I admit to having second thoughts about posting this, but it’s been a much-talked about issue and I feel it needs more of a public discussion. If anyone’s been paying attention recently, Dr. Basem Awadallah, head of the Royal Court and arguably one of the most powerful political figures in power today, has become the proverbial punching-bag in the political sphere lately. While Awadallah has frequently (at least once a year) garnered a great deal of controversy since his rise to power (mostly for economic policies), I have noticed that the perception of him has continued to worsen in the public sphere and this has pretty much emboldened the media and pundits, to – as they say in political circles – take him out for a walk. This is really my interest in the whole controversial mess; the direction of public and media dialog. I have to admit, it’s quite telling.
For those unaware of the issue-at-large, a few weeks back, it was discovered that a company bringing in Nepalese workers was actually sending them to Iraq. Some of these Nepalis were actually executed in Iraq back in 2004, hence a Nepalese-inspired lawsuit, hence this sudden corruption case in Jordan.
The company, Daoud & Partners, according to the media and various Jordanian MPs, is said to be partly owned by Basem Awadallah. This has been denied by Awadallah himself and trade and industry ministry records show that Awadallah, supposedly a cousin of the company’s founder Mohammed Daoud, sold his shares to his brother in 1998.
[Fellow Jordanian blogger Khalaf has a short primer on this with some interesting articles]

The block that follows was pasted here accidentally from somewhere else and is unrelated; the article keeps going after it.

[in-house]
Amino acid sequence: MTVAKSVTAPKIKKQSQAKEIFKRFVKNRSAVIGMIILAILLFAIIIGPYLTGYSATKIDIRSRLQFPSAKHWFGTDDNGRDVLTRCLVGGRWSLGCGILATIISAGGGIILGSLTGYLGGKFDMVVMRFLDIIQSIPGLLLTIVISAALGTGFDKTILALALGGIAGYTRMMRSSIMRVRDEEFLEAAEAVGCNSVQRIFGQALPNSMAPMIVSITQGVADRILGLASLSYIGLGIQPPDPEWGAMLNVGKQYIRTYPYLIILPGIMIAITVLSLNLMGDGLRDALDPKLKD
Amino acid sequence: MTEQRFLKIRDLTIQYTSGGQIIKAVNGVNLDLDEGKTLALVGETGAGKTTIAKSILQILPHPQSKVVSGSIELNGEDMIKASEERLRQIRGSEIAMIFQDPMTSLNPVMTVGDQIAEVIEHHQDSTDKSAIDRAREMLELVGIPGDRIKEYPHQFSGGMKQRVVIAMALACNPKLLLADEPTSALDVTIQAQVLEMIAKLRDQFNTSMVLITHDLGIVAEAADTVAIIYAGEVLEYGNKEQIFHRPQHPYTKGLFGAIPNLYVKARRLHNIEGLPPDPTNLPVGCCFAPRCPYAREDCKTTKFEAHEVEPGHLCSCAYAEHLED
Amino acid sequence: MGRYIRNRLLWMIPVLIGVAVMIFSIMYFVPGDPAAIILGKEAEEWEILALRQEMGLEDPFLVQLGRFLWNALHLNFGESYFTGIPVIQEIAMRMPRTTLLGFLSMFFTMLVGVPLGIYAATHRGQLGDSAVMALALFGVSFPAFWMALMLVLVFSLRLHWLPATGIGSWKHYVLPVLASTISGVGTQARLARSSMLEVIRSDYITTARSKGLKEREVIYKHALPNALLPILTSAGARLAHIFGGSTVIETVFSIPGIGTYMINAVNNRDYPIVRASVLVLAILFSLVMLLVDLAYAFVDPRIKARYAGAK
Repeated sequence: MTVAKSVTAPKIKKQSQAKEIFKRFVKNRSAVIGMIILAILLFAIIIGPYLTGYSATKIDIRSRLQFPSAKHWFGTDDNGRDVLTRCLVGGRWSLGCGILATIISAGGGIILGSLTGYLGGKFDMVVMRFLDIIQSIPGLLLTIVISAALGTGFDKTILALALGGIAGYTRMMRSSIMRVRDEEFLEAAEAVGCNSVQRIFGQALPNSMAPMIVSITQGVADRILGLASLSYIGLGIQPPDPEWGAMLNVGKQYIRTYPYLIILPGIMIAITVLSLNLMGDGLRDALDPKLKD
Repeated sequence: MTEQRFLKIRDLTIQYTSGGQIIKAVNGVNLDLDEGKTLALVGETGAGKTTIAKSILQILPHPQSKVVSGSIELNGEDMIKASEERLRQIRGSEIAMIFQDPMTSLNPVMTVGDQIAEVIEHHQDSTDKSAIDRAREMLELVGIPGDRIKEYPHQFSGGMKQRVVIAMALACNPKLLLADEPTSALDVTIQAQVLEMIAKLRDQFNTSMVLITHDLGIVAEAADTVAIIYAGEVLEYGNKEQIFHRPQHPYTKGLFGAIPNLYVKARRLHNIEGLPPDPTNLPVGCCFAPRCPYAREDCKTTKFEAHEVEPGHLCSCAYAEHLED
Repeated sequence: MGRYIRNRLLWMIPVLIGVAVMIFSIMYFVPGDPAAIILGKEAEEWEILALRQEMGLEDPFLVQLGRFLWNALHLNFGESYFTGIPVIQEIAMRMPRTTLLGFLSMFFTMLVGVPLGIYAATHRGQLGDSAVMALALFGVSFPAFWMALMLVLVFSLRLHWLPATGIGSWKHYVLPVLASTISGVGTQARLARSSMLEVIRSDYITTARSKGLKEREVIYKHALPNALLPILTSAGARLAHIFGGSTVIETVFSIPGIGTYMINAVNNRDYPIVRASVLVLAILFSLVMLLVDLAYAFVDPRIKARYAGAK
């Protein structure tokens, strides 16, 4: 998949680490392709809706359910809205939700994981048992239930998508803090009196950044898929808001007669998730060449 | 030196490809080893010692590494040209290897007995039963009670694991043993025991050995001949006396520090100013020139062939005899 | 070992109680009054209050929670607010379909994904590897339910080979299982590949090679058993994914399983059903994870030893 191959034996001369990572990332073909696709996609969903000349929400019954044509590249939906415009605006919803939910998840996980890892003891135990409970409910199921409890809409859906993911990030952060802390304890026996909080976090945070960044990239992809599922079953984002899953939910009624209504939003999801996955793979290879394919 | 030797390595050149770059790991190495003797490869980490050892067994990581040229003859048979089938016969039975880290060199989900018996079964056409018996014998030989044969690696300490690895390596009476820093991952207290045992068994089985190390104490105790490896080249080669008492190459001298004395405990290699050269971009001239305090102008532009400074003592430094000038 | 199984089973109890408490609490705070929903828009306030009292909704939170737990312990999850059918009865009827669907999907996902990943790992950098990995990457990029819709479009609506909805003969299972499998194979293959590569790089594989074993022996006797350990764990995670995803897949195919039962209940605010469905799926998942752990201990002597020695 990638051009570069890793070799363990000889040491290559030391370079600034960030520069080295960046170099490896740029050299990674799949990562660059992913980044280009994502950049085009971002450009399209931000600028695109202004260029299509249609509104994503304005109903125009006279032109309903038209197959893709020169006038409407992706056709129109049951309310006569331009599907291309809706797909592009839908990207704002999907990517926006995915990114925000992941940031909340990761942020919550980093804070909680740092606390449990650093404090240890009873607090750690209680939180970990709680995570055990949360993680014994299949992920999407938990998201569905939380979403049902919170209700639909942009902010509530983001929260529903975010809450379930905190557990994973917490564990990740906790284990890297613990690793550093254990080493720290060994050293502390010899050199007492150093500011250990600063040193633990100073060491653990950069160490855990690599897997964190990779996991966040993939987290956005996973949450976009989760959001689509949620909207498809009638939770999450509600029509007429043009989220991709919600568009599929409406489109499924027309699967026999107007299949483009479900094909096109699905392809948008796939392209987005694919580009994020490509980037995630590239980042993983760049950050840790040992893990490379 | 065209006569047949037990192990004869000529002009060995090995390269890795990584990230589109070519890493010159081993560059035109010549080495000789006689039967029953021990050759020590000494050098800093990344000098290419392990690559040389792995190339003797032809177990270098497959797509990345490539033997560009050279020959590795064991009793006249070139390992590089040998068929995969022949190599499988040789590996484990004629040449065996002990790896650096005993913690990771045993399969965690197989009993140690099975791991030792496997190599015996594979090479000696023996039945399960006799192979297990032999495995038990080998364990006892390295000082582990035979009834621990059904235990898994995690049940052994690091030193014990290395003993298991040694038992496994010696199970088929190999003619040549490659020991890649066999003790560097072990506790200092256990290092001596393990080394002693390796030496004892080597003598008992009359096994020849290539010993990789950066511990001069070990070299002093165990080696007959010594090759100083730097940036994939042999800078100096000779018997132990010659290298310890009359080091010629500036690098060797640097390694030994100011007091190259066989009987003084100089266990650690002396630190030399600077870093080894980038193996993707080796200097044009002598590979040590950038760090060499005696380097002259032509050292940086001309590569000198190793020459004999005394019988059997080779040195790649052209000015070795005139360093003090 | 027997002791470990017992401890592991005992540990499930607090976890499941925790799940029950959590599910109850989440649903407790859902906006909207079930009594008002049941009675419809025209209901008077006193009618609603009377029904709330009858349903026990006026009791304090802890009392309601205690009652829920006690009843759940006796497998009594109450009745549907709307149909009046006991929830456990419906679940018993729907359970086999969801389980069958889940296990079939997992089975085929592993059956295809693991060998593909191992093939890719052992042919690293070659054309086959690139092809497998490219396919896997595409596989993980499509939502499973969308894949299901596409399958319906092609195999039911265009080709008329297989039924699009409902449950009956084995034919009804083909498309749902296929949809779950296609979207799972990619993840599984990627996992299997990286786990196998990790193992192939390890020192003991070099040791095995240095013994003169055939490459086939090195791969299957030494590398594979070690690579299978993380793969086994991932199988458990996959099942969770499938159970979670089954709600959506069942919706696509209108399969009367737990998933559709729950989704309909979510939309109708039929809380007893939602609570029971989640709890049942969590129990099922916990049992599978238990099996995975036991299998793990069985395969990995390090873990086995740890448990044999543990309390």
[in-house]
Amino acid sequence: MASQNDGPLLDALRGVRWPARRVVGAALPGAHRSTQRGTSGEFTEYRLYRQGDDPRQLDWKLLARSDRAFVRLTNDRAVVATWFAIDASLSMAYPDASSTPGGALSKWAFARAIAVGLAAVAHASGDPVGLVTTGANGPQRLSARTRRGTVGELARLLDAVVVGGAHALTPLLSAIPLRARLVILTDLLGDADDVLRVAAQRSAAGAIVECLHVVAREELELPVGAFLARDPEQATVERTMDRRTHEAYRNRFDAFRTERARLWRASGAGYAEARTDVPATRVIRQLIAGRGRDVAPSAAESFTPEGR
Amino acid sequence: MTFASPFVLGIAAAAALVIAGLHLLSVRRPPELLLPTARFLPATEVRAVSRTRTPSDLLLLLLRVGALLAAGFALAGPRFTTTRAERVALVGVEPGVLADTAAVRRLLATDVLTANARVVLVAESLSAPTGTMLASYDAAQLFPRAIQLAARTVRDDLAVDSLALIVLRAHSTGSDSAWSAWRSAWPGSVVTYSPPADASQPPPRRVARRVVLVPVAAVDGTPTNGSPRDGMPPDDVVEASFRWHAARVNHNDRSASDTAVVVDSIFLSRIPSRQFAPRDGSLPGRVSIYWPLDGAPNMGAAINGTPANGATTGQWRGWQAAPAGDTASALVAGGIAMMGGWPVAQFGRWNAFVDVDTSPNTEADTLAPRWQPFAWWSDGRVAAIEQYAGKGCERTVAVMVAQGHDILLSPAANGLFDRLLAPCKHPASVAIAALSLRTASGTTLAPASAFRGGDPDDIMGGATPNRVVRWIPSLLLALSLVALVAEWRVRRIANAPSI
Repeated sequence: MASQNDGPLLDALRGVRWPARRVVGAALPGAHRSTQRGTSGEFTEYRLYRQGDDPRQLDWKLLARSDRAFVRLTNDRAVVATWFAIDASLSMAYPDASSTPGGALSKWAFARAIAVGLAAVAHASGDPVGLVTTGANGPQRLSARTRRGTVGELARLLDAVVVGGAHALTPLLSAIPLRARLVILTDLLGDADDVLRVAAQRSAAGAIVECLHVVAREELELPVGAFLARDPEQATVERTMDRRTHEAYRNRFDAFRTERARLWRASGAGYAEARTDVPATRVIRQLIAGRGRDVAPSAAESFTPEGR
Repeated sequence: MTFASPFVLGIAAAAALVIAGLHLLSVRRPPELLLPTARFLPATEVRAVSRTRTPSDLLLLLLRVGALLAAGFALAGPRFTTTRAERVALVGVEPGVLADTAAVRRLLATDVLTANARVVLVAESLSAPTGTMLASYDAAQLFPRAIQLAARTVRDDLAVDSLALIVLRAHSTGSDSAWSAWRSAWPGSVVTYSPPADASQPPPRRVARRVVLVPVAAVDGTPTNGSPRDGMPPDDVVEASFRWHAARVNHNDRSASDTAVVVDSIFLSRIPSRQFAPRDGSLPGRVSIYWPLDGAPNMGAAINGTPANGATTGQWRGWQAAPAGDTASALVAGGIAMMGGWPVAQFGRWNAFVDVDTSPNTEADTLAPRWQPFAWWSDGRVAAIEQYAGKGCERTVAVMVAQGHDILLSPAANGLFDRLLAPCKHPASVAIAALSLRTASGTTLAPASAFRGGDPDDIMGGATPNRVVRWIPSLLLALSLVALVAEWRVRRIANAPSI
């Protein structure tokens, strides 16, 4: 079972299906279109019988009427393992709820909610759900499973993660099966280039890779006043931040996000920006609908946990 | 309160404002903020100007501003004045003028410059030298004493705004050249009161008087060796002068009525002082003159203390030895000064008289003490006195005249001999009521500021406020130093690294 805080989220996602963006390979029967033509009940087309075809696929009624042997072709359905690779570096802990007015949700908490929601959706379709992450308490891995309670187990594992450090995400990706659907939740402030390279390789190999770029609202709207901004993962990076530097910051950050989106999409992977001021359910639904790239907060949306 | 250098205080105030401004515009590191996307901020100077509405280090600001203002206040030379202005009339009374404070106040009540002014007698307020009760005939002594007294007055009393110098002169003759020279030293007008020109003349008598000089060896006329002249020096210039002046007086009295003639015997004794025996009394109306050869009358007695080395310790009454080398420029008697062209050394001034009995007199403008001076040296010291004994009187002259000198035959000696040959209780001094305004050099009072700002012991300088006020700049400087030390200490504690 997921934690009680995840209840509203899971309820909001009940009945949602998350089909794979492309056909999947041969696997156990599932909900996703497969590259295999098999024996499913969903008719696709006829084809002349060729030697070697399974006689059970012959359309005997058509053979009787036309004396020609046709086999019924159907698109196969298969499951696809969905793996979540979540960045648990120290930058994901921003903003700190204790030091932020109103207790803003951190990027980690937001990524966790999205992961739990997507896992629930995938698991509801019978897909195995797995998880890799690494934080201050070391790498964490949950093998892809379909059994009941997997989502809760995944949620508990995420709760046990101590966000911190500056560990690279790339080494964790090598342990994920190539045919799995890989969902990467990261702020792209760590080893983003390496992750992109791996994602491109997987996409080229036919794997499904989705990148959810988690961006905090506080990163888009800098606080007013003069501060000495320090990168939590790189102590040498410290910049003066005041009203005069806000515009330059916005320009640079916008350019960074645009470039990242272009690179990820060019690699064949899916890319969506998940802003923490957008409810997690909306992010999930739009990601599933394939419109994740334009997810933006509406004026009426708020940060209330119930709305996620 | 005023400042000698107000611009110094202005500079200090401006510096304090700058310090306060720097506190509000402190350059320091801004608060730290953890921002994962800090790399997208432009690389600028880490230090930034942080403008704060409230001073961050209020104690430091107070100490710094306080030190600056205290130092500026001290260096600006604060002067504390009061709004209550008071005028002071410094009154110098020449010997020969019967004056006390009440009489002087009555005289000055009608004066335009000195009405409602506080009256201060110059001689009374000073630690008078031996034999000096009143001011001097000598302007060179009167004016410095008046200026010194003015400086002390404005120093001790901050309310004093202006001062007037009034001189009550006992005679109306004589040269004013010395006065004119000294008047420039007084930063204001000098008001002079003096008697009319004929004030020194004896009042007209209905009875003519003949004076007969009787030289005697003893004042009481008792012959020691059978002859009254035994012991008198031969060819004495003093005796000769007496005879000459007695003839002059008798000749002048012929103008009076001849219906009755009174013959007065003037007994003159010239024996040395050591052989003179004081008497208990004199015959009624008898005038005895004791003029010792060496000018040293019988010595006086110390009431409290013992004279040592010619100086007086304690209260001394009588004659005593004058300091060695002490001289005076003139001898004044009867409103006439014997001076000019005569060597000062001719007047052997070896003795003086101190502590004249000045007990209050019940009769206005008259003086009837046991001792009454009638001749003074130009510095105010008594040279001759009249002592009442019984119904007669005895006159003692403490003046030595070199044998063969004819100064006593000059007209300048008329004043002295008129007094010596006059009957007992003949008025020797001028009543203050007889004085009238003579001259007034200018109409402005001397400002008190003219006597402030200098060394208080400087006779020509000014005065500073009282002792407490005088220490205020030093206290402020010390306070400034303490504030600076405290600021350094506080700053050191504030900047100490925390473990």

Nevertheless, a scathing attack has been launched against Awadallah, especially on satellite news channels, and the charges have descended into a very low level in my opinion. The somewhat popular columnist, Nahed Hattar, even went on Normina TV and attacked Awadallah head-on, accusing him of thievery and even referring to his Palestinian roots in an insulting manner. Hattar also pointed out that Awadallah came to Jordan in 1990 and worked at the Prime Ministry for a salary of 600JDs and is now building a mansion worth 11 million JDs. I don’t know where he got those figures from.
Hattar’s column in Arab Al-Yawm has disappeared (he’s taken a “vacation”) and he has resigned from a high-level position he’s held at the Ahli Bank. The bank is owned by ex-minister, Rajai Muashar (talk about transparency), who also owns Arab Al-Yawm, and so, the attack on Awadallah has been largely seen as Rajai’s orchestration. This attack was preceded by Jordanian MP, Nariman Roussan’s public remarks, who is definitely no fan of Awadallah, calling him a spy and likening him to Israeli spy, Eli Cohen. These types of remarks are somewhat representative of the hard-right wing in Jordan.
According to at least one article, sources close to Awadallah are saying that he is threatening to reveal corruption-related documents on Muasher, regarding his bank ownership. However, I don’t know how accurate that is.